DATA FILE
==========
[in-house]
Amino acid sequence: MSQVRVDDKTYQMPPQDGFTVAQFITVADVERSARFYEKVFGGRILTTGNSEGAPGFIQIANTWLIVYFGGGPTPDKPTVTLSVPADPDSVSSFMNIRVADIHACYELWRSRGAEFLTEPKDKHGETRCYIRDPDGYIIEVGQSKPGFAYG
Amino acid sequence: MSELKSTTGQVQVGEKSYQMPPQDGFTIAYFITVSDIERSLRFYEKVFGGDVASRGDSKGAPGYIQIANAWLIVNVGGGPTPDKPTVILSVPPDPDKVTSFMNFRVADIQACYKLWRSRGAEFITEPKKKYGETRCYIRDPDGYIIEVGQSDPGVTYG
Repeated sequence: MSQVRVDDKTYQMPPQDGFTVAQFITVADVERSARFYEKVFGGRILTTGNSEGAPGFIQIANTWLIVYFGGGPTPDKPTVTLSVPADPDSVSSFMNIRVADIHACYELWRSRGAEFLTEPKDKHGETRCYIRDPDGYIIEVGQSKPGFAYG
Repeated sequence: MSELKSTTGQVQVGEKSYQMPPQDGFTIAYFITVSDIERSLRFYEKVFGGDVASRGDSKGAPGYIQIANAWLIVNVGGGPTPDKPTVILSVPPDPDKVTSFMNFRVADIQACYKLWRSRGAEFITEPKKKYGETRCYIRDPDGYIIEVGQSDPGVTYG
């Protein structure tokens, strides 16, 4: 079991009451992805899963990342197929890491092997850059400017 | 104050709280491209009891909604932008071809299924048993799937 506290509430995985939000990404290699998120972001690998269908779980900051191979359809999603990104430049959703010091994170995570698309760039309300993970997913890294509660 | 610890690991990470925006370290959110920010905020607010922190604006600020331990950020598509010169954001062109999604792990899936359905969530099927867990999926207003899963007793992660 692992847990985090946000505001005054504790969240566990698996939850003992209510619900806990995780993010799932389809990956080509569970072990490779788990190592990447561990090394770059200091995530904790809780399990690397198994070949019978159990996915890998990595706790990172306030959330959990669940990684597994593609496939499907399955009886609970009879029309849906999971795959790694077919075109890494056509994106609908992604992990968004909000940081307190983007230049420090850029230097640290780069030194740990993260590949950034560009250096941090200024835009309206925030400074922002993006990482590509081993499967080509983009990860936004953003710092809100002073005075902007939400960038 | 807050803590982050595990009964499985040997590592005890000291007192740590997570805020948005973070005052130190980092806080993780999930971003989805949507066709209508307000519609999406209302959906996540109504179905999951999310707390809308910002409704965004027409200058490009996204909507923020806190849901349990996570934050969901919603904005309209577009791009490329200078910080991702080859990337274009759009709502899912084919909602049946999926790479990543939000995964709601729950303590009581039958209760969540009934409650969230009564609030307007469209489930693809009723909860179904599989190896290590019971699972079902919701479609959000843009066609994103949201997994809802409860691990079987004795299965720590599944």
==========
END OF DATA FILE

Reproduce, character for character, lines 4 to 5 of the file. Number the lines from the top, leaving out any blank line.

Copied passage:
Repeated sequence: MSQVRVDDKTYQMPPQDGFTVAQFITVADVERSARFYEKVFGGRILTTGNSEGAPGFIQIANTWLIVYFGGGPTPDKPTVTLSVPADPDSVSSFMNIRVADIHACYELWRSRGAEFLTEPKDKHGETRCYIRDPDGYIIEVGQSKPGFAYG
Repeated sequence: MSELKSTTGQVQVGEKSYQMPPQDGFTIAYFITVSDIERSLRFYEKVFGGDVASRGDSKGAPGYIQIANAWLIVNVGGGPTPDKPTVILSVPPDPDKVTSFMNFRVADIQACYKLWRSRGAEFITEPKKKYGETRCYIRDPDGYIIEVGQSDPGVTYG